54 Chilling Images With Unknown Stories From History

By Sophia Maddox | December 5, 2023

Barbara Walters, 1949.

When you look back at history there are moments that you can’t help but feel like you’ve lived. Big, sweeping, epic moments that are etched in stone. But even more fascinating are the stories that exist between the bullet points. These jaw-dropping photos that tell the unknown stories are sure to amaze. Click ahead with fervor and plow through pictures and anecdotes about everything from World War II to Madonna, and even the early years of Walt Disney.

That’s not all we have. There are eye-opening looks at Mother Nature, natural disasters, and indigenous people that you’d never see in your normal life. Keep some eye drops handy because there’s a lot to learn and photos that will astound you. Onward! 

test article image
Source: Reddit

In the modern era Barbara Walters is considered one of the most foremost journalists of the 20th century. However in 1949 she was studying English at Sarah Lawrence College in Yonkers, New York. She attended college until 1951 when she earned her B.A. and moved to New York City where she worked for an advertising agency until she was able to get a job at a local NBC affiliate.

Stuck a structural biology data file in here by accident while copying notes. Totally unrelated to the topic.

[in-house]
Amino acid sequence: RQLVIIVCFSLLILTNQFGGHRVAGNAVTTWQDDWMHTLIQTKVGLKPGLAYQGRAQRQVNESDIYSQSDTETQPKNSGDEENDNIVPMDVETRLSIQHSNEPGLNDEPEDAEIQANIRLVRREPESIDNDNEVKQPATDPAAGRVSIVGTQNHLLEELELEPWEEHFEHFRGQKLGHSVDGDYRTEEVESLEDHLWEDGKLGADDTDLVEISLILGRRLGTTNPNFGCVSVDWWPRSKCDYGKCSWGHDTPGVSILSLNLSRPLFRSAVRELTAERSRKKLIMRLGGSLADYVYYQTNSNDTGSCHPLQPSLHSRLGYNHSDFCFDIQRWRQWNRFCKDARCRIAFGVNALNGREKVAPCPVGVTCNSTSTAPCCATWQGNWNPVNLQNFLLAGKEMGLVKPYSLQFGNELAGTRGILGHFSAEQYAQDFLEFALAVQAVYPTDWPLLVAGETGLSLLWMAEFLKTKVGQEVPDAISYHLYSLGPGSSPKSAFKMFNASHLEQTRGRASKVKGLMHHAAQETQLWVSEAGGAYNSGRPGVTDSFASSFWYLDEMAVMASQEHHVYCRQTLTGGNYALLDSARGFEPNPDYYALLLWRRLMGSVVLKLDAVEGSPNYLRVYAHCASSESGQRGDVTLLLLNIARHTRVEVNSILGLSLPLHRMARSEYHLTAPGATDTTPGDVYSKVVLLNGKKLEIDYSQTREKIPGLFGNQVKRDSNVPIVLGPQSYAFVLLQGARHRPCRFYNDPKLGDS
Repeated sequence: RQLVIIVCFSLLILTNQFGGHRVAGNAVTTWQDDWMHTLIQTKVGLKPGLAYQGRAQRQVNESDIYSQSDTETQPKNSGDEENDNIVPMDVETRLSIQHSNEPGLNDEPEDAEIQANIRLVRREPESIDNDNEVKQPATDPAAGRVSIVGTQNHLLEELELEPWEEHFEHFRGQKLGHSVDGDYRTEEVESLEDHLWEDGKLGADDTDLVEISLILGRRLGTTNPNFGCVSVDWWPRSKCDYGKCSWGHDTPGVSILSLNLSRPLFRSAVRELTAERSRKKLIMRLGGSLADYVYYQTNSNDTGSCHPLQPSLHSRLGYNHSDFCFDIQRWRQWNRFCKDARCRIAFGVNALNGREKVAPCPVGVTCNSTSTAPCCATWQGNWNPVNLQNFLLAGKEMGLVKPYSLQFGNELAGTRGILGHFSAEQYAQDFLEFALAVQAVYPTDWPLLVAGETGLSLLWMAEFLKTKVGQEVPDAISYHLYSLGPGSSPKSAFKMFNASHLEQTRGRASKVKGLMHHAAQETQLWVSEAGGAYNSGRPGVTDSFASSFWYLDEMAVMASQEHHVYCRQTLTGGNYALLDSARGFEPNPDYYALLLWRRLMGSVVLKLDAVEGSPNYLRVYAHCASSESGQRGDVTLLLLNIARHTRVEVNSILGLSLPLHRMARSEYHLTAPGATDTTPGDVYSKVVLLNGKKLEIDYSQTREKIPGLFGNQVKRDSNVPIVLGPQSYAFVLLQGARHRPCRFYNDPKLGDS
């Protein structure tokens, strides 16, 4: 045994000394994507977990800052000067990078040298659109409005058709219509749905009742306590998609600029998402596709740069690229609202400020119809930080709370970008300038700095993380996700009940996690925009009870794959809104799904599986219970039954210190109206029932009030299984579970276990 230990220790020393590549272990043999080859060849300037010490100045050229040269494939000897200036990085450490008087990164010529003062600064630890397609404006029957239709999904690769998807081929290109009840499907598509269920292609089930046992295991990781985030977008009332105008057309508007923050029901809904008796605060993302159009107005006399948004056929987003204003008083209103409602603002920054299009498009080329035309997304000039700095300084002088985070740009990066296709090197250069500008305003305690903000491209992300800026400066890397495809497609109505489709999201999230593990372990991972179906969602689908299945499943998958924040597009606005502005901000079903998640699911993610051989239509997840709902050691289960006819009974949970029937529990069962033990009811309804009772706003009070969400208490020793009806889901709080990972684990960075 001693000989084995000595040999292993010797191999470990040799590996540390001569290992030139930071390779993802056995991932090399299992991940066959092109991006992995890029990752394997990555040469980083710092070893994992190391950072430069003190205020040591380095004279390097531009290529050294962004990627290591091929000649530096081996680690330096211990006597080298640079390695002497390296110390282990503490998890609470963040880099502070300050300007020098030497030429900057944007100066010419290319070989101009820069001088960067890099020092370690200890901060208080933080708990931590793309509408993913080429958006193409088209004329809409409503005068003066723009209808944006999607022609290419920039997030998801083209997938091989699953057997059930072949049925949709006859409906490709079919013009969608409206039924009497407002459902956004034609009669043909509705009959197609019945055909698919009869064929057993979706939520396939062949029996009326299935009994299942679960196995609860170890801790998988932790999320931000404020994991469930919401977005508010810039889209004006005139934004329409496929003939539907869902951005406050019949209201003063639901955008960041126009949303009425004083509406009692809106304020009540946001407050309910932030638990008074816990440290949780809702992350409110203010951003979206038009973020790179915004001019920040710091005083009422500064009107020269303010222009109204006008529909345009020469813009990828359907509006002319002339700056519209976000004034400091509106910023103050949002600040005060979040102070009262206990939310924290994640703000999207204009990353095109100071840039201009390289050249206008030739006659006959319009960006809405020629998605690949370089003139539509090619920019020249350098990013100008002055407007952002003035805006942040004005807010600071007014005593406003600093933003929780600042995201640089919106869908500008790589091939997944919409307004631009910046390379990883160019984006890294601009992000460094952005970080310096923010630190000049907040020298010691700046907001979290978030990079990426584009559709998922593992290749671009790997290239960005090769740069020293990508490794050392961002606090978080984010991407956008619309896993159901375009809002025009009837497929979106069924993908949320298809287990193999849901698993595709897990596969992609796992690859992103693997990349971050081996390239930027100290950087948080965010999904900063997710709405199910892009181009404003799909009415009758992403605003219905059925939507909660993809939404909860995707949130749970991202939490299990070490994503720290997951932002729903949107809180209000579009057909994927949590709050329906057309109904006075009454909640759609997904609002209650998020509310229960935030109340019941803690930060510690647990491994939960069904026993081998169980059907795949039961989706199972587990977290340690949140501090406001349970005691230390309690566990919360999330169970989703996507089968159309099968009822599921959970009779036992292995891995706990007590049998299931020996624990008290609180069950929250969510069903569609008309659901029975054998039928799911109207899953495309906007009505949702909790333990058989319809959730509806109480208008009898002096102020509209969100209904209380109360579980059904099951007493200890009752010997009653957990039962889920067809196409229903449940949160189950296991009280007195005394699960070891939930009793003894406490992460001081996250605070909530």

By 1953 Walters was producing a children’s program called Ask the Camera. She continued to produce at NBC for a couple of years until moving to CBS in 1955 to write for The Morning Show. It would only take six more years for Walters to take a job at The Today Show. 

14-year-old Princess Elizabeth in 1940.

test article image
Source: Reddit

It seems as if Queen Elizabeth has been leading Great Britain forever, but there was a time when she was just a teenage girl, living as the heir presumptive to the throne. As a girl Elizabeth regularly staged pantomimes at Christmas in order to raise money for the Queen’s Wool Fund, a serve that paid for the yarn that formed military garments.

In 1940 Elizabeth gave her first radio broadcast during the BBC's Children's Hour. During the show she spoke directly to the children who were evacuated from London because of the blitzkrieg. In this address she said:

We are trying to do all we can to help our gallant sailors, soldiers and airmen, and we are trying, too, to bear our share of the danger and sadness of war. We know, every one of us, that in the end all will be well.